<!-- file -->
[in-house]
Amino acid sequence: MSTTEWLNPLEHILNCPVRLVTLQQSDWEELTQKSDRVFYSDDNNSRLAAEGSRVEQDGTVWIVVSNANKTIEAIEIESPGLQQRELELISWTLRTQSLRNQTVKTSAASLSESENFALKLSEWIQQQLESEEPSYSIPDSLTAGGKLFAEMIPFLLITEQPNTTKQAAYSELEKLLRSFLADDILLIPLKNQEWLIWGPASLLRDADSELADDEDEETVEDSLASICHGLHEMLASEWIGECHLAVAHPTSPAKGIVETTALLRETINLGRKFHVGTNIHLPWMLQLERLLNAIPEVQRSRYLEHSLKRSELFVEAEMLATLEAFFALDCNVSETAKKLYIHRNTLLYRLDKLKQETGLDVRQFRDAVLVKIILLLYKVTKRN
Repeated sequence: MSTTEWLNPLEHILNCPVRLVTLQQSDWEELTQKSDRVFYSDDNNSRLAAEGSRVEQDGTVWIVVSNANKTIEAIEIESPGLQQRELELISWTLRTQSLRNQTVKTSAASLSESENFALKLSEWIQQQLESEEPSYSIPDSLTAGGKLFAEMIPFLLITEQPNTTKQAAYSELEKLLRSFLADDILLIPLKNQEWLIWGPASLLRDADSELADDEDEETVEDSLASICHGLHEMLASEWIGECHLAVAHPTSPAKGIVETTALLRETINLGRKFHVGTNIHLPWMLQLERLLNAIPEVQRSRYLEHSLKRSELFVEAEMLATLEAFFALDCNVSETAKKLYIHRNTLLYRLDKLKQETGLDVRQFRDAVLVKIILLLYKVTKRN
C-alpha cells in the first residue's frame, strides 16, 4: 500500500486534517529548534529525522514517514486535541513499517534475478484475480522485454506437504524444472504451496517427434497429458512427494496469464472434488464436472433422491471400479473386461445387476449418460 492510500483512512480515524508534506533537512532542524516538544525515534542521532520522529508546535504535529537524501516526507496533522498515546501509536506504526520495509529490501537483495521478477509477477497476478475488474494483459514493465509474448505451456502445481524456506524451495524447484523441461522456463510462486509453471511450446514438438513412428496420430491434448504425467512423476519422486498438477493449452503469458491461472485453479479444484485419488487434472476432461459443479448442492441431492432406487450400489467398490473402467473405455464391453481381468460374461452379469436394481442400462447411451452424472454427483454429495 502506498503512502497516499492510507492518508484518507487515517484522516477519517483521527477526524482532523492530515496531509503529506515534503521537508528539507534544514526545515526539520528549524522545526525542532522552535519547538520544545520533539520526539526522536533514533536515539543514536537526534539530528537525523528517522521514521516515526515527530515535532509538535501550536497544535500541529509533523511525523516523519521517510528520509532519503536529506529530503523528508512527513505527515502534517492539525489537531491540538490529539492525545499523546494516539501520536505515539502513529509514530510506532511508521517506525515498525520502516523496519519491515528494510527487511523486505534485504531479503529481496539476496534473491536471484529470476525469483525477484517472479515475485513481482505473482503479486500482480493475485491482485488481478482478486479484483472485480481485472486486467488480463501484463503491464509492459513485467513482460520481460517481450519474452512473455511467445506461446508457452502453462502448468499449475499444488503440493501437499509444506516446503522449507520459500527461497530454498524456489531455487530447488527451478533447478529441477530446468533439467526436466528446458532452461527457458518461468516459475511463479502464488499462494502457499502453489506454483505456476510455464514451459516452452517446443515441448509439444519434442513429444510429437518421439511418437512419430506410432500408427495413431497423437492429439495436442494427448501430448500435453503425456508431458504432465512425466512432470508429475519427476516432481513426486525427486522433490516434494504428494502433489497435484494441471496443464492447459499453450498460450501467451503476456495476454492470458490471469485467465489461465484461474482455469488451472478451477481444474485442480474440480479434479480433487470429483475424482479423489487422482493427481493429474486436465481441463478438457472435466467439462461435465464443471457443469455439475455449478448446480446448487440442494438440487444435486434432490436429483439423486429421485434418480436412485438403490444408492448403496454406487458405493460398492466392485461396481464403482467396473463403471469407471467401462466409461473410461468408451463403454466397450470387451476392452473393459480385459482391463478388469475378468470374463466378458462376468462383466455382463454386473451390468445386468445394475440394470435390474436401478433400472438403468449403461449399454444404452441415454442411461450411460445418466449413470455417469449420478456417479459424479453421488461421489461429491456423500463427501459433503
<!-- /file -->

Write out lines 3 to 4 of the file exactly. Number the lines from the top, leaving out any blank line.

Repeated sequence: MSTTEWLNPLEHILNCPVRLVTLQQSDWEELTQKSDRVFYSDDNNSRLAAEGSRVEQDGTVWIVVSNANKTIEAIEIESPGLQQRELELISWTLRTQSLRNQTVKTSAASLSESENFALKLSEWIQQQLESEEPSYSIPDSLTAGGKLFAEMIPFLLITEQPNTTKQAAYSELEKLLRSFLADDILLIPLKNQEWLIWGPASLLRDADSELADDEDEETVEDSLASICHGLHEMLASEWIGECHLAVAHPTSPAKGIVETTALLRETINLGRKFHVGTNIHLPWMLQLERLLNAIPEVQRSRYLEHSLKRSELFVEAEMLATLEAFFALDCNVSETAKKLYIHRNTLLYRLDKLKQETGLDVRQFRDAVLVKIILLLYKVTKRN
C-alpha cells in the first residue's frame, strides 16, 4: 500500500486534517529548534529525522514517514486535541513499517534475478484475480522485454506437504524444472504451496517427434497429458512427494496469464472434488464436472433422491471400479473386461445387476449418460 492510500483512512480515524508534506533537512532542524516538544525515534542521532520522529508546535504535529537524501516526507496533522498515546501509536506504526520495509529490501537483495521478477509477477497476478475488474494483459514493465509474448505451456502445481524456506524451495524447484523441461522456463510462486509453471511450446514438438513412428496420430491434448504425467512423476519422486498438477493449452503469458491461472485453479479444484485419488487434472476432461459443479448442492441431492432406487450400489467398490473402467473405455464391453481381468460374461452379469436394481442400462447411451452424472454427483454429495 502506498503512502497516499492510507492518508484518507487515517484522516477519517483521527477526524482532523492530515496531509503529506515534503521537508528539507534544514526545515526539520528549524522545526525542532522552535519547538520544545520533539520526539526522536533514533536515539543514536537526534539530528537525523528517522521514521516515526515527530515535532509538535501550536497544535500541529509533523511525523516523519521517510528520509532519503536529506529530503523528508512527513505527515502534517492539525489537531491540538490529539492525545499523546494516539501520536505515539502513529509514530510506532511508521517506525515498525520502516523496519519491515528494510527487511523486505534485504531479503529481496539476496534473491536471484529470476525469483525477484517472479515475485513481482505473482503479486500482480493475485491482485488481478482478486479484483472485480481485472486486467488480463501484463503491464509492459513485467513482460520481460517481450519474452512473455511467445506461446508457452502453462502448468499449475499444488503440493501437499509444506516446503522449507520459500527461497530454498524456489531455487530447488527451478533447478529441477530446468533439467526436466528446458532452461527457458518461468516459475511463479502464488499462494502457499502453489506454483505456476510455464514451459516452452517446443515441448509439444519434442513429444510429437518421439511418437512419430506410432500408427495413431497423437492429439495436442494427448501430448500435453503425456508431458504432465512425466512432470508429475519427476516432481513426486525427486522433490516434494504428494502433489497435484494441471496443464492447459499453450498460450501467451503476456495476454492470458490471469485467465489461465484461474482455469488451472478451477481444474485442480474440480479434479480433487470429483475424482479423489487422482493427481493429474486436465481441463478438457472435466467439462461435465464443471457443469455439475455449478448446480446448487440442494438440487444435486434432490436429483439423486429421485434418480436412485438403490444408492448403496454406487458405493460398492466392485461396481464403482467396473463403471469407471467401462466409461473410461468408451463403454466397450470387451476392452473393459480385459482391463478388469475378468470374463466378458462376468462383466455382463454386473451390468445386468445394475440394470435390474436401478433400472438403468449403461449399454444404452441415454442411461450411460445418466449413470455417469449420478456417479459424479453421488461421489461429491456423500463427501459433503